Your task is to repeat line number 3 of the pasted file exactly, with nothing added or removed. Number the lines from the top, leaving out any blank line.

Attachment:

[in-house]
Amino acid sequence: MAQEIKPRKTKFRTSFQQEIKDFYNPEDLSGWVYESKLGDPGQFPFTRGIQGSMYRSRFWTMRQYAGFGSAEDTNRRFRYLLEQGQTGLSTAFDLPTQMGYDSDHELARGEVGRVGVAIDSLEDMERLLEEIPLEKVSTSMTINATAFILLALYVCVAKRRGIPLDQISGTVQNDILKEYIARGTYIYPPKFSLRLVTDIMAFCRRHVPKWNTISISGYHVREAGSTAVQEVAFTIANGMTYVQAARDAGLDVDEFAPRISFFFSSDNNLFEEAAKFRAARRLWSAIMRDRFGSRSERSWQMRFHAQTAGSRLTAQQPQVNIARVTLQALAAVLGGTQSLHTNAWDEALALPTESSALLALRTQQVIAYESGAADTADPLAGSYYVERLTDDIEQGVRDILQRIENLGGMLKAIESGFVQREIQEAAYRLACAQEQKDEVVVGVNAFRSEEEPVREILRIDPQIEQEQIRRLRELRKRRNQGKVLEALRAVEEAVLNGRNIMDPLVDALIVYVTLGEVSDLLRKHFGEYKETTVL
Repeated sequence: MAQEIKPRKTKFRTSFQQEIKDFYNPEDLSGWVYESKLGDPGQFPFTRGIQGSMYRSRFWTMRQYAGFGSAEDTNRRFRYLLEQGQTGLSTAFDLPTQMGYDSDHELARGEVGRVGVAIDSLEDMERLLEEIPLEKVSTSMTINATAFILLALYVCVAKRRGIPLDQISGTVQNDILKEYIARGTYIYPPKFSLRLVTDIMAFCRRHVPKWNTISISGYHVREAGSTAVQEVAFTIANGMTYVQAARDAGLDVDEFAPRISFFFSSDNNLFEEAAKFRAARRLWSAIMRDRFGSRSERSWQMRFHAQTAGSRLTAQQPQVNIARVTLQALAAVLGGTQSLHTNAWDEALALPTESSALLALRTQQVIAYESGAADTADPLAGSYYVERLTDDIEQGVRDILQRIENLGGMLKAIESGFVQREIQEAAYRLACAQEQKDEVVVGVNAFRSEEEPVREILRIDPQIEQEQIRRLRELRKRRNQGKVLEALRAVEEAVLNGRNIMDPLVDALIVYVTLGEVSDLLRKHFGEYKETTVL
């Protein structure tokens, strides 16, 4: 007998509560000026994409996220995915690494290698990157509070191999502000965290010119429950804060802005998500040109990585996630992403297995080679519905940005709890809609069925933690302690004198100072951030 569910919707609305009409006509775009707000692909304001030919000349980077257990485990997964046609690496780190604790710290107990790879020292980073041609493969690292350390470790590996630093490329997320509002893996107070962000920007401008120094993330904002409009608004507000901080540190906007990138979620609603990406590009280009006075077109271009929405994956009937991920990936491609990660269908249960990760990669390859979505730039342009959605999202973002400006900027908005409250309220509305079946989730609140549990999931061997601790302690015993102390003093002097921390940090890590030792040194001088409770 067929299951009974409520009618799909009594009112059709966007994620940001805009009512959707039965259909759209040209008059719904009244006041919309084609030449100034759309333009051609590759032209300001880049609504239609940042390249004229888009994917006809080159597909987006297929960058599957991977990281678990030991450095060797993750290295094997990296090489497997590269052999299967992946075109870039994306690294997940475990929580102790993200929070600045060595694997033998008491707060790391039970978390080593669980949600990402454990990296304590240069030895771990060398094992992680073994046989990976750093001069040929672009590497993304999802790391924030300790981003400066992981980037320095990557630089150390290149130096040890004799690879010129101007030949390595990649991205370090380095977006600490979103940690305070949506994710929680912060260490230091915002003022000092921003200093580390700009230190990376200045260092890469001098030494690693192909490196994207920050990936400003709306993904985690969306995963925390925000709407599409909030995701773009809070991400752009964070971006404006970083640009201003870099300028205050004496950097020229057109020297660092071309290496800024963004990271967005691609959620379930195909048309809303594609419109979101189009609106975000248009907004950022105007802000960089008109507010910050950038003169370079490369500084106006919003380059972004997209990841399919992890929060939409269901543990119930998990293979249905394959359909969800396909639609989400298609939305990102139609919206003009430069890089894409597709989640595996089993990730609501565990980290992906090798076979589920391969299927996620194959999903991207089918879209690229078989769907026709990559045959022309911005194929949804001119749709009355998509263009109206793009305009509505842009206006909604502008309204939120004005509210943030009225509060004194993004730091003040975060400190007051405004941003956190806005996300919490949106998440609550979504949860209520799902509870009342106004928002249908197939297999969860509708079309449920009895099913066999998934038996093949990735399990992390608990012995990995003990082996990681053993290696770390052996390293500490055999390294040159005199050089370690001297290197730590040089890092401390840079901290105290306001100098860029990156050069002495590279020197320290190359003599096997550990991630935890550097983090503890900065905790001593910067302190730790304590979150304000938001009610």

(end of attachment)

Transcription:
Repeated sequence: MAQEIKPRKTKFRTSFQQEIKDFYNPEDLSGWVYESKLGDPGQFPFTRGIQGSMYRSRFWTMRQYAGFGSAEDTNRRFRYLLEQGQTGLSTAFDLPTQMGYDSDHELARGEVGRVGVAIDSLEDMERLLEEIPLEKVSTSMTINATAFILLALYVCVAKRRGIPLDQISGTVQNDILKEYIARGTYIYPPKFSLRLVTDIMAFCRRHVPKWNTISISGYHVREAGSTAVQEVAFTIANGMTYVQAARDAGLDVDEFAPRISFFFSSDNNLFEEAAKFRAARRLWSAIMRDRFGSRSERSWQMRFHAQTAGSRLTAQQPQVNIARVTLQALAAVLGGTQSLHTNAWDEALALPTESSALLALRTQQVIAYESGAADTADPLAGSYYVERLTDDIEQGVRDILQRIENLGGMLKAIESGFVQREIQEAAYRLACAQEQKDEVVVGVNAFRSEEEPVREILRIDPQIEQEQIRRLRELRKRRNQGKVLEALRAVEEAVLNGRNIMDPLVDALIVYVTLGEVSDLLRKHFGEYKETTVL